plotlines. The
series finale was the most powerful hour of
television I’ve watched,
and it makes me very, very sorry I missed this show
in its original
run. It plays out very well on DVD, but I wish I
could have had the
experience of interaction with other fans as the show
ran, with the
speculation and discussion that ran between new
episodes and all the
other fun that must have come with it.

The movie collection is due out on DVD on August 17.
I’ve got my copy
on pre-order, of course. If anyone out there can
tell me if the
commentaries I have on these DVDs (which I’ve avoided
so far) have
spoilers for those movies, I’d appreciate it. I’d
like to start
watching those commentaries, but I don’t want to
stumble across any
information that was meant to be revealed properly in
a movie I’ll be
watching later.

The Review

The originality of the show is still
impressive, particularly
in the way it wrapped itself up. This had better
action that most
other space shows, but that’s not the way they ended
it, because the
characters always came first. This tied off
the stories that
the characters had been living through for all of
these years, putting
the crises on the back burner for a change. Most
shows wouldn’t have
the guts to do that, but then, most shows aren’t this
good. This
served the characters in ways that fit who they were,
but don’t
necessarily match up with what the viewers would want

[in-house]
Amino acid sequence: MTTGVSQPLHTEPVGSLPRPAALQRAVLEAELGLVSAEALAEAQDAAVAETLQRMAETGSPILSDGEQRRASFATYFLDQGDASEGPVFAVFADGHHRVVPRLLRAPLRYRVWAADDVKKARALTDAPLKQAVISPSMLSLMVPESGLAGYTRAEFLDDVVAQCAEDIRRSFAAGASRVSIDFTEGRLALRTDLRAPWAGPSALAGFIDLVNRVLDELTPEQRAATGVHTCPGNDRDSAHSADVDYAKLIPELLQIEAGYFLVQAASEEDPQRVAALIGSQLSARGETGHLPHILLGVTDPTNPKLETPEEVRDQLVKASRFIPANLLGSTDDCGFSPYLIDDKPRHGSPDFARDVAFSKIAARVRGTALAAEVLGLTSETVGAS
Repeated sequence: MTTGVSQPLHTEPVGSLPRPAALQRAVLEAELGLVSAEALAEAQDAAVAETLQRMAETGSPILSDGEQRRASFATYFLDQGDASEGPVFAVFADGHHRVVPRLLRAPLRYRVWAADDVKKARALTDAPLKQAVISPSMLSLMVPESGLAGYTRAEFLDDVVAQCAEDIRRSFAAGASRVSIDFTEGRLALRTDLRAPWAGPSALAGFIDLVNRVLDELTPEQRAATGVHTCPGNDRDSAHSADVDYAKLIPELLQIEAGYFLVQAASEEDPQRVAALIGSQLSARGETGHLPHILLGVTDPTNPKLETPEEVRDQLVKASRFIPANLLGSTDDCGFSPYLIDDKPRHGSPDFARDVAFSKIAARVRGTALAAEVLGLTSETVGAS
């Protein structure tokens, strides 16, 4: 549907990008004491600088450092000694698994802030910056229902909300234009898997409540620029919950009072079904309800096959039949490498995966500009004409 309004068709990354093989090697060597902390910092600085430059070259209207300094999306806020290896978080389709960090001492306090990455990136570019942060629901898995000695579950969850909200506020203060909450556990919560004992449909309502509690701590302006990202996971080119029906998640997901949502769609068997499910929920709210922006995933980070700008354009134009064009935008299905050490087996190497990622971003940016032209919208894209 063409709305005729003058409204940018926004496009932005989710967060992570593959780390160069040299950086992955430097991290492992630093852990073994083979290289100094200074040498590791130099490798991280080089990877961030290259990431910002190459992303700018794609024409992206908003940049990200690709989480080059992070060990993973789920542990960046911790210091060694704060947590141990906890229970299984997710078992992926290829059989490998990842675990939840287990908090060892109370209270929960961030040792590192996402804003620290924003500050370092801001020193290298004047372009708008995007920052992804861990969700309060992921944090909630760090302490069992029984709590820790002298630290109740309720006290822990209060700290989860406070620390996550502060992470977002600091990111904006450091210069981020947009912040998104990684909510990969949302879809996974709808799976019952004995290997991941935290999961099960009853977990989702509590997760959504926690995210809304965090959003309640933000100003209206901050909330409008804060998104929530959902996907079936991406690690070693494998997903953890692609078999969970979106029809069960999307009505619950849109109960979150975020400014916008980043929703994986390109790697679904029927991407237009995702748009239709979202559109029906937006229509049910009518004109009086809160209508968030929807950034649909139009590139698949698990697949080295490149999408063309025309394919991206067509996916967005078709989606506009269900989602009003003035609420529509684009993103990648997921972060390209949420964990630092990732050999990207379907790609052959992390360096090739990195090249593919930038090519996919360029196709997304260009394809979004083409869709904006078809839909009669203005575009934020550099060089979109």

to see from
them. I give it 6 out of 6 for guts alone.

The effects were, once more, on an obvious
budget. There is
no doubt about what they want to show us, but you can
still tell which
shots have effects and which don’t. I give it 4 out
of 6.

The story started out slowly, but was still
well written.
Once it picked up, it didn’t let up. I give it 5 out
of 6.

The acting is well done, again. Peter
Jurasik, Jerry Doyle,
and Andreas Katsulas get credit once more for acting
without looking
like they’re acting. Their interactions with each
other are always
priceless. I give it 5 out of 6.

The emotional response from the first half
of the season was
tame compared to what had come before. Seasons two
through four just
kept building and moving, without a break or a
misstep, so the slower
pace this season started with was unexpected. It let
me relax a bit
too much, so I didn’t get quite as locked in as I had
before. Then
came “The Ragged Edge,” and the old ferver was back
for most of the
season. Things started calming down in the politics
in the last two
episodes, but the work with the characters kept me
locked in there
very well. I think this may have replaced
Quantum Leap as
the best series finale I’ve ever seen, too. I give
it 5 out of 6.

The production felt, as usual, like very
talented people
didn’t get the budgets they wanted. With obvious
errors like Bester’s
dialogue in “The Corps Is Mother, The Corps Is
Father” (at the end of
his briefing, they reuse footage of him delivering
one line while they
dub in a completely different line, so the lip sync
doesn’t even come
close) mixed in with some great looking sequences, I
just kept getting
the impression that things were either rushed, or
they couldn’t afford
to go back and reshoot things that they could have
reshot on other
shows. These people deserved better. I give it 4
out of 6.

Overall, this is great. Yes, it’s not
perfect, and I have
some complaints, but the story this concludes is one
of the best
television has ever seen. The production flaws and
low budget effects
won’t bother anyone who has gotten through the first
four seasons;
don’t even try to watch this if you haven’t seen the
first four. I
recommend it to anyone; watch this season, and those
that came before
it. I give it 6 out of 6.

In total, Babylon 5: The Wheel of Fire
receives 35 out of 42.